This is the second of three CREST-funded Thematic Reports published by a team of researchers at City, University of London, and Cranfield University at the Defence Academy of the United Kingdom examining political action among diaspora populations.The research team is specifically interested in applying the theoretically-informed, literature and evidence grounded conclusions arising from these reports to understand the attitudes towards and involvement in the Sri Lankan civil conflict (1983-2009) and its aftermath by Tamil diaspora communities, but with a broader application.
The CREST project; ‘From the Diasporisation to the Transnationalisation of Exile Politics – The Case of Sri Lanka, 1983-2016’ explored diaspora and refugee communities’ relationship with the changing socio-political environment in the homeland and how this influences processes of radicalisation or moderation.
It recognises that the socio-political circumstances in which these processes develop are often crucial to understanding why a community or individuals within that community abroad act in a certain way; this includes analysis of different scales and levels of engagement, both in home countries and in host countries, as well as different ‘areas’ of engagement, which can include social, economic and political interactions.
Thematic Report One discussed how four analytical concepts, diaspora, transnationalism, cosmopolitanism, and translocalism, have come to frame the academic discussion of overseas politics and the potential of the concepts to shed light on the relationship between mobility and political action.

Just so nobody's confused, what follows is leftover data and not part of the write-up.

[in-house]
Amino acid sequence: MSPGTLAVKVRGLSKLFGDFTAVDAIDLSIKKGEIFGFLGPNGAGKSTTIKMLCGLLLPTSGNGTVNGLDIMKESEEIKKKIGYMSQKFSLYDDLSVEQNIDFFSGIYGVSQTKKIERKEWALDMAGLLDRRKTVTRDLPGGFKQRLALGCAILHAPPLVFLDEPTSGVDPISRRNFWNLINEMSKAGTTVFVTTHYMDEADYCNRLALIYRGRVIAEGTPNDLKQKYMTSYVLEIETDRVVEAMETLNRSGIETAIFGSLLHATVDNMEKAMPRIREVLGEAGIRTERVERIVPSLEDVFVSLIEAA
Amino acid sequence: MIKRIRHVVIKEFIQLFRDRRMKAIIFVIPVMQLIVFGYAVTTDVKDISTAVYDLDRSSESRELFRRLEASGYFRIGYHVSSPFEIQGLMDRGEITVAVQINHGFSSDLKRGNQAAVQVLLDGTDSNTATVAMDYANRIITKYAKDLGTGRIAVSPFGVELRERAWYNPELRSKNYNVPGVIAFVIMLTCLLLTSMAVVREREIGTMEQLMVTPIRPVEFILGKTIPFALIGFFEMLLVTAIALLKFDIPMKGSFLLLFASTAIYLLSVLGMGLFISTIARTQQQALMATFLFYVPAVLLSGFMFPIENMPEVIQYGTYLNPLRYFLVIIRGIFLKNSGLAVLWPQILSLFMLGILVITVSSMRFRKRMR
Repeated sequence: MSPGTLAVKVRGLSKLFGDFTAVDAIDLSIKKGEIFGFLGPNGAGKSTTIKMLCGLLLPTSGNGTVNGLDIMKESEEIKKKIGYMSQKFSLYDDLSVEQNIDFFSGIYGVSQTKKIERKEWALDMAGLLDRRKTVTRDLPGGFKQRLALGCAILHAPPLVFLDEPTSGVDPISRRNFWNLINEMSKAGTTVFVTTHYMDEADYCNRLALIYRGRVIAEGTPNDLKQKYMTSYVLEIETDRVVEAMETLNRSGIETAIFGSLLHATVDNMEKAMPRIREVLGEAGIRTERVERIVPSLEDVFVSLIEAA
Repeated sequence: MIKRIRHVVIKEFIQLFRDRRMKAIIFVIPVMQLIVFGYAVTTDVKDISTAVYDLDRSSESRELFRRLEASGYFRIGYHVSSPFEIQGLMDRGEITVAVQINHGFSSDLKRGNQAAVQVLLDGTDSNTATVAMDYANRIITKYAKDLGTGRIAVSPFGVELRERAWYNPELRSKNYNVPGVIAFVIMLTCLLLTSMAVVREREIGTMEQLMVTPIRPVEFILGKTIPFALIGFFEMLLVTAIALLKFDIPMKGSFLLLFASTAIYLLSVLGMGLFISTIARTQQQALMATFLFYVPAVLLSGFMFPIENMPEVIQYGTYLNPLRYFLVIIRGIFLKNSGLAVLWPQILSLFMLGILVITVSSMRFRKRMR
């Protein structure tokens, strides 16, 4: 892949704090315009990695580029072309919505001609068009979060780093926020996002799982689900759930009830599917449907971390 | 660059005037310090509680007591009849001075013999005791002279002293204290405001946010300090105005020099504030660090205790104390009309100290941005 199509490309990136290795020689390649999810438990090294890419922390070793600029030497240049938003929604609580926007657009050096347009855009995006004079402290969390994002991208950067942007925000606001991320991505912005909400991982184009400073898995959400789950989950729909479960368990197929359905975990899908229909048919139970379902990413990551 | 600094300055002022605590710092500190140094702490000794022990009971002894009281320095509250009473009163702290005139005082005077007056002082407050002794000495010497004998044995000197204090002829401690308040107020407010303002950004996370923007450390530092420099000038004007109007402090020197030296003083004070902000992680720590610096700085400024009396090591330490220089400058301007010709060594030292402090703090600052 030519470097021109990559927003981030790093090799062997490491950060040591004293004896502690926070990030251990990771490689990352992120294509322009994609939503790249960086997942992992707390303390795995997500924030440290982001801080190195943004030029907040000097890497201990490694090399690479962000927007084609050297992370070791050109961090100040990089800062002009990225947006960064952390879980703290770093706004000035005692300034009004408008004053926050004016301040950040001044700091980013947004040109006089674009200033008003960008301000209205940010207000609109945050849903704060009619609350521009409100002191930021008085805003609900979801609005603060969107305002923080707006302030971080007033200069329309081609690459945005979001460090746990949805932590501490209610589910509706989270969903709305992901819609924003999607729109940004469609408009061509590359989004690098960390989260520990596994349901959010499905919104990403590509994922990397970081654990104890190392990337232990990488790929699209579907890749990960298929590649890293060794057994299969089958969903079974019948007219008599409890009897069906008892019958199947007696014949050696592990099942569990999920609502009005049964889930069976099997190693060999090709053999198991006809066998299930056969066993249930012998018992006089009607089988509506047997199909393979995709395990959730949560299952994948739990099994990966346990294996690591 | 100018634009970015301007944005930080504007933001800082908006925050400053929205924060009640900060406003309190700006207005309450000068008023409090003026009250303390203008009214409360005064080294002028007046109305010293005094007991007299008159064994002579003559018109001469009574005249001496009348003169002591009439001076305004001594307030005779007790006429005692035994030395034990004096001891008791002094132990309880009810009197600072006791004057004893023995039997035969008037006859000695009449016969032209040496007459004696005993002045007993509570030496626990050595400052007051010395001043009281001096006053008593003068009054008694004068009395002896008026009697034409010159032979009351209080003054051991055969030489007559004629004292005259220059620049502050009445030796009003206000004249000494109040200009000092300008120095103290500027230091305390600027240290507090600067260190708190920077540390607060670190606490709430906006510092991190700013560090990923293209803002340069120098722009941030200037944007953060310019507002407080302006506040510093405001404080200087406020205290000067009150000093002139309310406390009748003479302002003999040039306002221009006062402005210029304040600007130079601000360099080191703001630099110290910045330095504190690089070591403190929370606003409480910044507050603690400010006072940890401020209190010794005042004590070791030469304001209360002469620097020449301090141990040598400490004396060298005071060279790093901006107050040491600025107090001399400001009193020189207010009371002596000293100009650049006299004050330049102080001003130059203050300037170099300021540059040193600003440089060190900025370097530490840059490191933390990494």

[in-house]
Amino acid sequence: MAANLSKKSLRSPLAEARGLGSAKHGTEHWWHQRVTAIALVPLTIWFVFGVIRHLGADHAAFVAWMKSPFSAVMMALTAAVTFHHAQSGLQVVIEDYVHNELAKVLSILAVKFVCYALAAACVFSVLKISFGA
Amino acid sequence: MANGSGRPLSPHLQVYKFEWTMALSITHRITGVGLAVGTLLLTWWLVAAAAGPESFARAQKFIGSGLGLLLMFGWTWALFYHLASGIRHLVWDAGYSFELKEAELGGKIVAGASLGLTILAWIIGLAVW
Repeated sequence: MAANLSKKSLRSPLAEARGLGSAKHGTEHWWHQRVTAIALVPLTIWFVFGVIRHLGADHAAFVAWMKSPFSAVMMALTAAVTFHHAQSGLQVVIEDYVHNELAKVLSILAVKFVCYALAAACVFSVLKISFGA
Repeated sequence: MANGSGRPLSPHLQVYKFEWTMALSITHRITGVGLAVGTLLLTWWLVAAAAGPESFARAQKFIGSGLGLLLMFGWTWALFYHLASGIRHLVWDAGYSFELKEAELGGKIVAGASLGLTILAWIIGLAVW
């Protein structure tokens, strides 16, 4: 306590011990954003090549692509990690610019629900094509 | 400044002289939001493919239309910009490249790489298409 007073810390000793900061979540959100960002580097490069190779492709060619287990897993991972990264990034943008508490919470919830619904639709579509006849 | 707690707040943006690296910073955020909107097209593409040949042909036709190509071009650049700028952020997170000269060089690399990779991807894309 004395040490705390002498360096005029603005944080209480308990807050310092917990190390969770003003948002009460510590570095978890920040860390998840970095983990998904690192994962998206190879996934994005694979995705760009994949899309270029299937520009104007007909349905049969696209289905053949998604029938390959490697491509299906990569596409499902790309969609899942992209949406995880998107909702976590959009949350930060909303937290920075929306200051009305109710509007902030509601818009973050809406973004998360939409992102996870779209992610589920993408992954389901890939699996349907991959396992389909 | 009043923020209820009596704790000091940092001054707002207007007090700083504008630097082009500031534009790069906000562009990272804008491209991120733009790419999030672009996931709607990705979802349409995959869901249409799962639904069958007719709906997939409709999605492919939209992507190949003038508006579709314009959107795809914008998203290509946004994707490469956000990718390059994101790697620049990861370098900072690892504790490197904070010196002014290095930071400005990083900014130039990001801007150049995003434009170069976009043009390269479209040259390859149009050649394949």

This report, Thematic Report Two, complements the previous report’s broad conceptual discussion by specifically focusing on an analysis of the context and drivers of political action among diaspora and refugee populations, and engaging with the term ‘refugee politics’.
It considers if the available diaspora and migration literature sheds light on whether the processes and dynamics of forced migration are likely to generate identifiable forms of political engagement.
You can find the other thematic reports from this CREST project here.
Thematic Report One | Understanding Transnational Diaspora Politics: A Conceptual Discussion explores the theoretical and conceptual basis underpinning academic debates on engagement in the politics of conflict and post-conflict by communities living overseas.
Thematic Report Three | Asylum, Security and Extremism analyses the growing ‘securitisation’ of refugees and other forcibly displaced populations and calls for greater consideration of structural vulnerabilities in the forced migration and displacement cycle that increase the risk of radicalisation, extremism and related political behaviours.
As part of CREST’s commitment to open access research this guide is available under a Creative Commons BY-NC-SA 4.0 licence. For more details on how you can use our content see here.